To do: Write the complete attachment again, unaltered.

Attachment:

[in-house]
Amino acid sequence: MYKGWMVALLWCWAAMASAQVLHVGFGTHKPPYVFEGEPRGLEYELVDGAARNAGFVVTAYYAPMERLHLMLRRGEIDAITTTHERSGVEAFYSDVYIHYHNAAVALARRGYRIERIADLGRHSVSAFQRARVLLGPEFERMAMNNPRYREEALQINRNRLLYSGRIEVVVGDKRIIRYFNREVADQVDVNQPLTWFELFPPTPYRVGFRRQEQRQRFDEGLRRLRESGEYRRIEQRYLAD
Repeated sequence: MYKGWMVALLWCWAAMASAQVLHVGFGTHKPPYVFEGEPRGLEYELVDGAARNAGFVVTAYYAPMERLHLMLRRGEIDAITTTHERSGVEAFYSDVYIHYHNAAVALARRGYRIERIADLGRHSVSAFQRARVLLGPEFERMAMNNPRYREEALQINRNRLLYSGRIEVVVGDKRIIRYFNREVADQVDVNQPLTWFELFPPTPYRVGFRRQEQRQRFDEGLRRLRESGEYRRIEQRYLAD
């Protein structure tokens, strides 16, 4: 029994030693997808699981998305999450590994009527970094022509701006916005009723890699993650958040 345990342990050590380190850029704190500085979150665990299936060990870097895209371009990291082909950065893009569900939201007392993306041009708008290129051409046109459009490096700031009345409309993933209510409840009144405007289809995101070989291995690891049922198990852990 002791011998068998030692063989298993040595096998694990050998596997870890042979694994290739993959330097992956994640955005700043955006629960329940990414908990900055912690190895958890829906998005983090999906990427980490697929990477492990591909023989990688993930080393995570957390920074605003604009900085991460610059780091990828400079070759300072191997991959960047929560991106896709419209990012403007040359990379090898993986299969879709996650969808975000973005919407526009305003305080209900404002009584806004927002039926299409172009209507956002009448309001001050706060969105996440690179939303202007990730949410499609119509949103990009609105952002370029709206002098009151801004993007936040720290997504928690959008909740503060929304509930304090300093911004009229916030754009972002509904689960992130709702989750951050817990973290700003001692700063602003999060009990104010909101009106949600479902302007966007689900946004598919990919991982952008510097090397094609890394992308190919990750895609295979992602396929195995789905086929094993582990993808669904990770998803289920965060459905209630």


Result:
[in-house]
Amino acid sequence: MYKGWMVALLWCWAAMASAQVLHVGFGTHKPPYVFEGEPRGLEYELVDGAARNAGFVVTAYYAPMERLHLMLRRGEIDAITTTHERSGVEAFYSDVYIHYHNAAVALARRGYRIERIADLGRHSVSAFQRARVLLGPEFERMAMNNPRYREEALQINRNRLLYSGRIEVVVGDKRIIRYFNREVADQVDVNQPLTWFELFPPTPYRVGFRRQEQRQRFDEGLRRLRESGEYRRIEQRYLAD
Repeated sequence: MYKGWMVALLWCWAAMASAQVLHVGFGTHKPPYVFEGEPRGLEYELVDGAARNAGFVVTAYYAPMERLHLMLRRGEIDAITTTHERSGVEAFYSDVYIHYHNAAVALARRGYRIERIADLGRHSVSAFQRARVLLGPEFERMAMNNPRYREEALQINRNRLLYSGRIEVVVGDKRIIRYFNREVADQVDVNQPLTWFELFPPTPYRVGFRRQEQRQRFDEGLRRLRESGEYRRIEQRYLAD
């Protein structure tokens, strides 16, 4: 029994030693997808699981998305999450590994009527970094022509701006916005009723890699993650958040 345990342990050590380190850029704190500085979150665990299936060990870097895209371009990291082909950065893009569900939201007392993306041009708008290129051409046109459009490096700031009345409309993933209510409840009144405007289809995101070989291995690891049922198990852990 002791011998068998030692063989298993040595096998694990050998596997870890042979694994290739993959330097992956994640955005700043955006629960329940990414908990900055912690190895958890829906998005983090999906990427980490697929990477492990591909023989990688993930080393995570957390920074605003604009900085991460610059780091990828400079070759300072191997991959960047929560991106896709419209990012403007040359990379090898993986299969879709996650969808975000973005919407526009305003305080209900404002009584806004927002039926299409172009209507956002009448309001001050706060969105996440690179939303202007990730949410499609119509949103990009609105952002370029709206002098009151801004993007936040720290997504928690959008909740503060929304509930304090300093911004009229916030754009972002509904689960992130709702989750951050817990973290700003001692700063602003999060009990104010909101009106949600479902302007966007689900946004598919990919991982952008510097090397094609890394992308190919990750895609295979992602396929195995789905086929094993582990993808669904990770998803289920965060459905209630």